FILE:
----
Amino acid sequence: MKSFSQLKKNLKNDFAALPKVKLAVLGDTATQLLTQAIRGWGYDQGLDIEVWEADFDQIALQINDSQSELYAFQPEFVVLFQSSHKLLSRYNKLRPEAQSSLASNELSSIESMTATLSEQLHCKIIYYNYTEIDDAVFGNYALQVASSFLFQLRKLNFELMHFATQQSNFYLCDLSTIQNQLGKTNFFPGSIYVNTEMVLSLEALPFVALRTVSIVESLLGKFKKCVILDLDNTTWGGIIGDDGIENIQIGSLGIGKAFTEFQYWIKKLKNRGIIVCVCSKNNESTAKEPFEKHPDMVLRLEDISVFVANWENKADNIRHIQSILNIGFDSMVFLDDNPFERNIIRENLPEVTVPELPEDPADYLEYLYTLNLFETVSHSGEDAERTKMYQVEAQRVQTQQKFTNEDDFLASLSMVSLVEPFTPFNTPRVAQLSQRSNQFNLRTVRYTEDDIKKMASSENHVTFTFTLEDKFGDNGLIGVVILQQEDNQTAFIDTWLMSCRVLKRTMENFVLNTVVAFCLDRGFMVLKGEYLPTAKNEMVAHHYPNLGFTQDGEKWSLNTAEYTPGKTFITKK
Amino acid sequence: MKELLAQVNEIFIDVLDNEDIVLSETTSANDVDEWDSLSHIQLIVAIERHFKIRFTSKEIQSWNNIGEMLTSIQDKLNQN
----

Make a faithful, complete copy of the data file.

Amino acid sequence: MKSFSQLKKNLKNDFAALPKVKLAVLGDTATQLLTQAIRGWGYDQGLDIEVWEADFDQIALQINDSQSELYAFQPEFVVLFQSSHKLLSRYNKLRPEAQSSLASNELSSIESMTATLSEQLHCKIIYYNYTEIDDAVFGNYALQVASSFLFQLRKLNFELMHFATQQSNFYLCDLSTIQNQLGKTNFFPGSIYVNTEMVLSLEALPFVALRTVSIVESLLGKFKKCVILDLDNTTWGGIIGDDGIENIQIGSLGIGKAFTEFQYWIKKLKNRGIIVCVCSKNNESTAKEPFEKHPDMVLRLEDISVFVANWENKADNIRHIQSILNIGFDSMVFLDDNPFERNIIRENLPEVTVPELPEDPADYLEYLYTLNLFETVSHSGEDAERTKMYQVEAQRVQTQQKFTNEDDFLASLSMVSLVEPFTPFNTPRVAQLSQRSNQFNLRTVRYTEDDIKKMASSENHVTFTFTLEDKFGDNGLIGVVILQQEDNQTAFIDTWLMSCRVLKRTMENFVLNTVVAFCLDRGFMVLKGEYLPTAKNEMVAHHYPNLGFTQDGEKWSLNTAEYTPGKTFITKK
Amino acid sequence: MKELLAQVNEIFIDVLDNEDIVLSETTSANDVDEWDSLSHIQLIVAIERHFKIRFTSKEIQSWNNIGEMLTSIQDKLNQN